menig001: November 2011 Archives

Psychologist Sigmund Freud had developed many fascinating yet controversial ideas throughout his life and career. His theories ranged from the description of our inner psyche and how its components interact to form our personalities to the stages of psychosexual development. Many of his ideas have been criticized as pseudoscientific; they are often unable to be falsified and their effects on our individual personalities often have simpler explanations. However, his unique thinking has influenced many other psychologists in their theories of the role of our unconscious in our decision-making and personalities.

Freud was a believer in psychic determinism, the assumption that all psychological events have a cause. Freudian slips are one topic of psychic determinism. This occurs when something slips out of your mouth that you didn't mean to say. Have you ever had something slip out of your mouth in the middle of a sentence that might have been embarrassing? You probably had no intention of saying this, or weren't even thinking about the word but it still slipped out! According to Freud, this is part of your deep psychological unconsciousness coming up to the surface; the slips serve as a window into our inner conflicts.

Newscasters are known for having Freudian slips every once in awhile. Their slips are probably more noticeable because they are being broadcasted to thousands of people. See the attached link below for a slip by Gene Rayburn, the host from "The Match Game." Freud believed that our unconscious contained many suppressed ideas about sex and these are noticed in our slips. But isn't it possible that our slips in speech are not always about sex? If Gene Rayburn had said a more common word such as ripple instead of nipple, we may not have even noticed it, and wouldn't have classified it as a Freudian slip. So perhaps it only seems our slips are about sex because that is what we notice and remember. Freud's theory that our slips in speech have a cause is difficult to support with evidence, slips can be easily described as just a random mistake in speech. Overall, Freud's ideas are quite controversial and difficult to support with evidence; however, they offer intriguing insight to what may be happening in our minds.

The Match Game - Gene Rayburn slip

Slip pic.jpeg

Detecting Lies

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People lie everyday. Lying has become part of our daily lives, whether we lie to make up an excuse for why we are late to class, or if we are omitting the truth in order to keep a secret. Even the most honest people lie, or choose not to tell the truth, in order to protect others feelings. Obviously, there are more serious lies as well such as claiming innocence to a crime that one actually did commit. We begin to lie at a very young age (4 to 5 years old), and continue to do so throughout our entire lives. As some of use learn how to become better at the fine art of lying, we can also become better at detecting lies from others. Oftentimes we state that we can "just tell" when someone is lying, but aren't able to exactly pinpoint the reason why we think that way. Our detection of lies usually results from evaluating the liar's behavior. This behavior includes the words that they are saying, what kind of words they are using (descriptive, generic, etc.), and their body language and other nonverbal cues that they use when delivering a lie.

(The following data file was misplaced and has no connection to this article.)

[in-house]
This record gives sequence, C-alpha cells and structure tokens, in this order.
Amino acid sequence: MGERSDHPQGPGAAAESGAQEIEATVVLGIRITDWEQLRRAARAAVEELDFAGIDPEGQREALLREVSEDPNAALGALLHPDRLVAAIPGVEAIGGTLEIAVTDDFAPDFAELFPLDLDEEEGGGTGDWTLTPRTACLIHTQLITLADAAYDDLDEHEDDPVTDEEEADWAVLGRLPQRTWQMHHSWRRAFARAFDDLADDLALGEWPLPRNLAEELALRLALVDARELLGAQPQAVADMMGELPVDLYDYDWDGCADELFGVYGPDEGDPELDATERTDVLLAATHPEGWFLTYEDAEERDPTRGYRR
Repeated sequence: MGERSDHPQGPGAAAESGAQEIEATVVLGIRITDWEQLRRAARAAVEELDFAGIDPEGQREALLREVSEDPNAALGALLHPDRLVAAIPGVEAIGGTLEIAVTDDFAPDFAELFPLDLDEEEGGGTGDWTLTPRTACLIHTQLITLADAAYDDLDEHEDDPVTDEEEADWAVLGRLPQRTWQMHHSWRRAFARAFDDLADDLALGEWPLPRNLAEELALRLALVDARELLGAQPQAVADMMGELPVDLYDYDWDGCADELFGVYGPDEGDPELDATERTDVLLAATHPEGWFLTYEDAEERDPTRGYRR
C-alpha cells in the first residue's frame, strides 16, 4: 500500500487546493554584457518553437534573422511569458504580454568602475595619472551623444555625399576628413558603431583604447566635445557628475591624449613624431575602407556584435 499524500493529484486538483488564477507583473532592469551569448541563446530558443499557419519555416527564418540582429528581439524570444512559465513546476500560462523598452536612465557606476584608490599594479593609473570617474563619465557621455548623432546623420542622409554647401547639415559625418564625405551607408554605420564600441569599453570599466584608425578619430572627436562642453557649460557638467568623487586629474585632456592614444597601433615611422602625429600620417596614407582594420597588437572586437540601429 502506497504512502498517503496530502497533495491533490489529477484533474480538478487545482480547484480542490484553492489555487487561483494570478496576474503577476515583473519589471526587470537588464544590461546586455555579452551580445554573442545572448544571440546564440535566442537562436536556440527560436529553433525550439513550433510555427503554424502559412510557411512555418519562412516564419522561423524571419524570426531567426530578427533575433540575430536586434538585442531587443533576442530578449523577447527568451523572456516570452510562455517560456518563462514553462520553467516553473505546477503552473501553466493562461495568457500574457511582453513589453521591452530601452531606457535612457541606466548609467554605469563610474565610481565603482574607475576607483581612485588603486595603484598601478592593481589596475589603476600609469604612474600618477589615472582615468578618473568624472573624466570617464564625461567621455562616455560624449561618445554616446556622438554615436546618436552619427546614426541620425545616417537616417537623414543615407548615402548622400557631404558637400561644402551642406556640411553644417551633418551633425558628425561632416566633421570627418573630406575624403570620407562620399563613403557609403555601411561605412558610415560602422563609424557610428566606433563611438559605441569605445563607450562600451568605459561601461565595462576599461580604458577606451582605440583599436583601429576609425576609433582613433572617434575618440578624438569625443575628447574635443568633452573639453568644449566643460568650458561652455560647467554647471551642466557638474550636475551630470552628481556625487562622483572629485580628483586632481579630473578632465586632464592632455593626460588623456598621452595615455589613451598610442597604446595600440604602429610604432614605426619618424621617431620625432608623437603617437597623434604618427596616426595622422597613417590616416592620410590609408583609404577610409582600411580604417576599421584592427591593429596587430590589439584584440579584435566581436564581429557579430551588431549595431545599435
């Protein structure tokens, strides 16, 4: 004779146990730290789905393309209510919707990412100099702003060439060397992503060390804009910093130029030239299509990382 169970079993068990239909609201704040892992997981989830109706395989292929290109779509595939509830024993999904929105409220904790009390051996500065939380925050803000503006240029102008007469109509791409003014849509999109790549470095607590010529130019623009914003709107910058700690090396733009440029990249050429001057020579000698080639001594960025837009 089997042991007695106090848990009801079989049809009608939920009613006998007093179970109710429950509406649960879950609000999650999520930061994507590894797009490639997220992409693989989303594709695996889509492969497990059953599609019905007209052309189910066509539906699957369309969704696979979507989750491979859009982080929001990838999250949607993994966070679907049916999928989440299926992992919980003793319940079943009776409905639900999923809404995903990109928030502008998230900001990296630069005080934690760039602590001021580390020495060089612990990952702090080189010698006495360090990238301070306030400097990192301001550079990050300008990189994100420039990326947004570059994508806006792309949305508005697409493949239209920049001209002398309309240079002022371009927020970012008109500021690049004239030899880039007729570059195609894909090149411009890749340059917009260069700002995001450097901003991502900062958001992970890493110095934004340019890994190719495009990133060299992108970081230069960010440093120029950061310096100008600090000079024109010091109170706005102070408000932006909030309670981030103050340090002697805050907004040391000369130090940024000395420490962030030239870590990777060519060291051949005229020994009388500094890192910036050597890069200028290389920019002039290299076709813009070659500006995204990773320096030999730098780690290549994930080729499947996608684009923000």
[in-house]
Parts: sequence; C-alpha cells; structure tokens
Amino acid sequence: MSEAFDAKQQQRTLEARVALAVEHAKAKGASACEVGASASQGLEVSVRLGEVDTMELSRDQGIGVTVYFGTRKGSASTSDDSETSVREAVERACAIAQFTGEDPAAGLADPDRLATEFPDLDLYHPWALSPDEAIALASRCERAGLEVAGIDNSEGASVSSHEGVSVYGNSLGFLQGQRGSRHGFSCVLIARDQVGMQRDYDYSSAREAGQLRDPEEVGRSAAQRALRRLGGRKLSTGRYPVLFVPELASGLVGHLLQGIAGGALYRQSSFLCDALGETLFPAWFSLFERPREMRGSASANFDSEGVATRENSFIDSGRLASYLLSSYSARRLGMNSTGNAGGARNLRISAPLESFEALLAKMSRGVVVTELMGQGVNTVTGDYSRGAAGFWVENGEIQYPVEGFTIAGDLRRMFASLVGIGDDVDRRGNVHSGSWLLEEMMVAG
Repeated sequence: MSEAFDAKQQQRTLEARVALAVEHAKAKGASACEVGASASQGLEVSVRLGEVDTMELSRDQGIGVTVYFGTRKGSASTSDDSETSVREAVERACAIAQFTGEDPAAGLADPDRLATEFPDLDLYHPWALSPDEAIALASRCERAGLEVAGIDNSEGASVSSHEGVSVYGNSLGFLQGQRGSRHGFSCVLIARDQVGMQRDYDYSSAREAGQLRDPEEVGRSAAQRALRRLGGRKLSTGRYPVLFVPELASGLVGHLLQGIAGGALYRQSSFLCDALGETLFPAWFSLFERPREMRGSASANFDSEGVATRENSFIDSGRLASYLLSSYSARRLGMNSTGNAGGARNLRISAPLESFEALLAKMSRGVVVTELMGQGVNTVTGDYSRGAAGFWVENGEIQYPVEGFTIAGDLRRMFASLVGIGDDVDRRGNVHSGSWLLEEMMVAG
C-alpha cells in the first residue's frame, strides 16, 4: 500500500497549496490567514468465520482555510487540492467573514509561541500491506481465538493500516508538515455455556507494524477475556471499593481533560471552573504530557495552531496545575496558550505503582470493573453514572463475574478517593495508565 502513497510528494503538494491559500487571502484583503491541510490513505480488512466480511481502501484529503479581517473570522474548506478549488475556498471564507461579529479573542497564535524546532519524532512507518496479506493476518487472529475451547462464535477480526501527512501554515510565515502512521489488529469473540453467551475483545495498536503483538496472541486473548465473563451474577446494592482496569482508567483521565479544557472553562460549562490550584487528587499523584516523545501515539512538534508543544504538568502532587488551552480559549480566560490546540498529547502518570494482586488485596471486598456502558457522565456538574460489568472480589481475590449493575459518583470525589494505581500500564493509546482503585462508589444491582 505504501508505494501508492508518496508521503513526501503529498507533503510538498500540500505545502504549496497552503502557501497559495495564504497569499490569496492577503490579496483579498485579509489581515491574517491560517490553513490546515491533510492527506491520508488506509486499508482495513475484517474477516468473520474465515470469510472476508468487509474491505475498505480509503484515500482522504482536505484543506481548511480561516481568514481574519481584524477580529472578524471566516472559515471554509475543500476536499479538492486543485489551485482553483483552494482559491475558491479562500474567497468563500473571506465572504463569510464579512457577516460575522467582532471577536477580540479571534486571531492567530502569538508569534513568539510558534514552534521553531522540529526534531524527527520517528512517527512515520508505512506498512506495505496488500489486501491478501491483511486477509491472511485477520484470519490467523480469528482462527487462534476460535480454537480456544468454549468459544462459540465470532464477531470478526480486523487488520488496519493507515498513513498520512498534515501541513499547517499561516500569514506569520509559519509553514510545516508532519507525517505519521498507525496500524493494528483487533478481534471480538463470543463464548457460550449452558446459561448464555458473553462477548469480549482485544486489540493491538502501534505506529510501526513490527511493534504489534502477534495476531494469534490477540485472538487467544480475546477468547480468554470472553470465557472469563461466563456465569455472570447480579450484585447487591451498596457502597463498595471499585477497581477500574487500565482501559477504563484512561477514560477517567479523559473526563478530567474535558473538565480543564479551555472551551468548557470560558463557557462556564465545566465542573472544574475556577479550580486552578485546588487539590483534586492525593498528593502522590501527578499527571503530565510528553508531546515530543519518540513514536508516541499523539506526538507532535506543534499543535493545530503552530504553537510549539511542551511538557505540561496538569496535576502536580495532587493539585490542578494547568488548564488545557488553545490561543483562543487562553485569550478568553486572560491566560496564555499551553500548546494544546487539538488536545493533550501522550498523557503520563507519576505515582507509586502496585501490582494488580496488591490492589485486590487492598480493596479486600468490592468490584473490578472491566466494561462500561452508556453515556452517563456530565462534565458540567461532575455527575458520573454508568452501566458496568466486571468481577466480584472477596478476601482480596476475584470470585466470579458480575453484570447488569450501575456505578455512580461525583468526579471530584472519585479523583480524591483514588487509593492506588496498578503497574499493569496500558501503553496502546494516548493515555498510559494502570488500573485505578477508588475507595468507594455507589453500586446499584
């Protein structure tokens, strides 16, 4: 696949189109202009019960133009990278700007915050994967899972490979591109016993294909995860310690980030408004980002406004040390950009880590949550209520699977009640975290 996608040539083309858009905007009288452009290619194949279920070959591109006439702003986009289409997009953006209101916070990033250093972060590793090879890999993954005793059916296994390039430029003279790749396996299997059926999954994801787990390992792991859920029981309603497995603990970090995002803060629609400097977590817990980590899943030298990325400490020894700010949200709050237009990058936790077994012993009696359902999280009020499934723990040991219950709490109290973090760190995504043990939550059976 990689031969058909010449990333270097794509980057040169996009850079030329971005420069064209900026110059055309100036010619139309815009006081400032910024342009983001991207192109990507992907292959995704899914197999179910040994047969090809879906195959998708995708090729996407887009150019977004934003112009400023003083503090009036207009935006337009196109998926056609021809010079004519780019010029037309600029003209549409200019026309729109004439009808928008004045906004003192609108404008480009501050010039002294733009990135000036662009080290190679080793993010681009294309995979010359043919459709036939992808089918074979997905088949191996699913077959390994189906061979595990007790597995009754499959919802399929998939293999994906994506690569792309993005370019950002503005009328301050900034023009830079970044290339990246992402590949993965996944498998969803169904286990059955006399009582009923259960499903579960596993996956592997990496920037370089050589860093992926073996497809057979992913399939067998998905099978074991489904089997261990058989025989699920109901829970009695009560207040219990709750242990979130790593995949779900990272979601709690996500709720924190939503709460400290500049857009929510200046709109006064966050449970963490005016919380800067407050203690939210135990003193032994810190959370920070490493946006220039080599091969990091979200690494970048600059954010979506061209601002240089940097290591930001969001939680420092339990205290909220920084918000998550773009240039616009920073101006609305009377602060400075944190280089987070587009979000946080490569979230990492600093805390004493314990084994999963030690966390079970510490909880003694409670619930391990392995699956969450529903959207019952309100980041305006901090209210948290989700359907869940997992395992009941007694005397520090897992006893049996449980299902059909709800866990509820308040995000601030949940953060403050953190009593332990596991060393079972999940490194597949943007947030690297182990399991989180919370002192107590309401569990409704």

There are many website and articles that offer "the key" to identifying lying behaviors and they claim that focusing on body language and eye movements can help us detect lies. These keys to lie detection often do not account for the whole situation and are often very unreliable. Nonetheless, some individuals, including law enforcement and judges, are slightly better than average at detecting these lying cues and catching liars. This could be due to the fact these professionals encounter people who frequently lie in their daily work. The television shows "Lie to Me" and "The Mentalist" feature special detectives that use their extraordinary sense of lie detection to bust the criminals. This extraordinary sense of lie detection is not quite realistic. Scientific research has shown that even professionals such as detectives have very high error rates in detecting lies (Ekman & O'Sullivan 1991).

It seems that if detectives and law enforcement officers have difficulty detecting lies, then others will too. The linked Psychology Today article explains a case where a young man lied on his application and scholarship reports all the way to Harvard. It shows that many people can be fooled by lies. Although becoming an expert at lie detection may help you solve crimes and cases of fraud, would we always want to know when someone is lying to us? Would we want others to know when we are lying to them?

Psychology Today Article


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This page is an archive of recent entries written by menig001 in November 2011.

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